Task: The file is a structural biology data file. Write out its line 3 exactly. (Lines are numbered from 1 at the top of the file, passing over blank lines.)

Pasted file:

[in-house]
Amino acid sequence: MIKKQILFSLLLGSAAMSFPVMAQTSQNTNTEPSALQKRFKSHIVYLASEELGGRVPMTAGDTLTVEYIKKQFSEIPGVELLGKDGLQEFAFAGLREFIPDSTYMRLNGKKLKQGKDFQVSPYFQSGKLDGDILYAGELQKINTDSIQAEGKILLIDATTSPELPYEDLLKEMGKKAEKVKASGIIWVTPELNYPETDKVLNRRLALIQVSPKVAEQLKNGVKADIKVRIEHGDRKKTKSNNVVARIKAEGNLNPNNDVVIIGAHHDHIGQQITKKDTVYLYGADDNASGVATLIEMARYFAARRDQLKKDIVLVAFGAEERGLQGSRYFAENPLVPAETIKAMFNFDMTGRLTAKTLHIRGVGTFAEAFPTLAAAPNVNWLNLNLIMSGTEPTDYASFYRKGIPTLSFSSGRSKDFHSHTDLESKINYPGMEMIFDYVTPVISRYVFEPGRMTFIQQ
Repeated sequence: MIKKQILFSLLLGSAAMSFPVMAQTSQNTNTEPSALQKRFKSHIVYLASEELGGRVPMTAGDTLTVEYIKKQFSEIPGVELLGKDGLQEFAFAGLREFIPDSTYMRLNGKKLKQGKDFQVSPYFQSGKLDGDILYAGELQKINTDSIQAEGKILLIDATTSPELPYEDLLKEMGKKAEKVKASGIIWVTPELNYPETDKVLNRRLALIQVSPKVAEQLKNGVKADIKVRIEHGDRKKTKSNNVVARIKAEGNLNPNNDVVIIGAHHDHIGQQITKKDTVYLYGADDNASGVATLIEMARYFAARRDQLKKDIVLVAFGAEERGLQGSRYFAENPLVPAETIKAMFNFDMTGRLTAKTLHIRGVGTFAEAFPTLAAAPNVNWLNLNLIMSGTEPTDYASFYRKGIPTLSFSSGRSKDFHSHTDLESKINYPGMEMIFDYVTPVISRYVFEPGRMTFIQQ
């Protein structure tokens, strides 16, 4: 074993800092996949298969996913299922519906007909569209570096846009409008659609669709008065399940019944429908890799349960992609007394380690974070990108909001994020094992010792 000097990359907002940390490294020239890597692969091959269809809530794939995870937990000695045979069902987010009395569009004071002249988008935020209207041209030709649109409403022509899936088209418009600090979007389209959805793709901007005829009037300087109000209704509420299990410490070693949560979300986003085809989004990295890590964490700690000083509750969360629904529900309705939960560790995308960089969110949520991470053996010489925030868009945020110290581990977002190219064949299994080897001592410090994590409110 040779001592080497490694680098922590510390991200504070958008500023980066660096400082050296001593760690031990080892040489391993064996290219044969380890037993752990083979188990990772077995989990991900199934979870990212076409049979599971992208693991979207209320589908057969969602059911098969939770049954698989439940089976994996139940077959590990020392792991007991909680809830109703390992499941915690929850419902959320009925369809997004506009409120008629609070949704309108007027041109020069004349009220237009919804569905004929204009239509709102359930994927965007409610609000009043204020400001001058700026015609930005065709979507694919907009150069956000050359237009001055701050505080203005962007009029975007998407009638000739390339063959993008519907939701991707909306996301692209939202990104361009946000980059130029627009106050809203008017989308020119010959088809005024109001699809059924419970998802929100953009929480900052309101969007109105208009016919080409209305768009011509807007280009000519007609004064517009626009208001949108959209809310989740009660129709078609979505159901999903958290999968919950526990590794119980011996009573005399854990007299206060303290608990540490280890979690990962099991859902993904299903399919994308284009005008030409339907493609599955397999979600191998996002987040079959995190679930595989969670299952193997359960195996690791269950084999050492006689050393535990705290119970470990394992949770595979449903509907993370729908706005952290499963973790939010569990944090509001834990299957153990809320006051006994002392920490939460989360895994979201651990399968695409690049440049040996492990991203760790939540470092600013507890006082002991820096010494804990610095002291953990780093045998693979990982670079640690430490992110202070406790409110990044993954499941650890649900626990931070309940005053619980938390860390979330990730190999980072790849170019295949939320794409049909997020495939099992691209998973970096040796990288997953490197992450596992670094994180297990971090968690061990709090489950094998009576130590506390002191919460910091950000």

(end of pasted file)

Repeated sequence: MIKKQILFSLLLGSAAMSFPVMAQTSQNTNTEPSALQKRFKSHIVYLASEELGGRVPMTAGDTLTVEYIKKQFSEIPGVELLGKDGLQEFAFAGLREFIPDSTYMRLNGKKLKQGKDFQVSPYFQSGKLDGDILYAGELQKINTDSIQAEGKILLIDATTSPELPYEDLLKEMGKKAEKVKASGIIWVTPELNYPETDKVLNRRLALIQVSPKVAEQLKNGVKADIKVRIEHGDRKKTKSNNVVARIKAEGNLNPNNDVVIIGAHHDHIGQQITKKDTVYLYGADDNASGVATLIEMARYFAARRDQLKKDIVLVAFGAEERGLQGSRYFAENPLVPAETIKAMFNFDMTGRLTAKTLHIRGVGTFAEAFPTLAAAPNVNWLNLNLIMSGTEPTDYASFYRKGIPTLSFSSGRSKDFHSHTDLESKINYPGMEMIFDYVTPVISRYVFEPGRMTFIQQ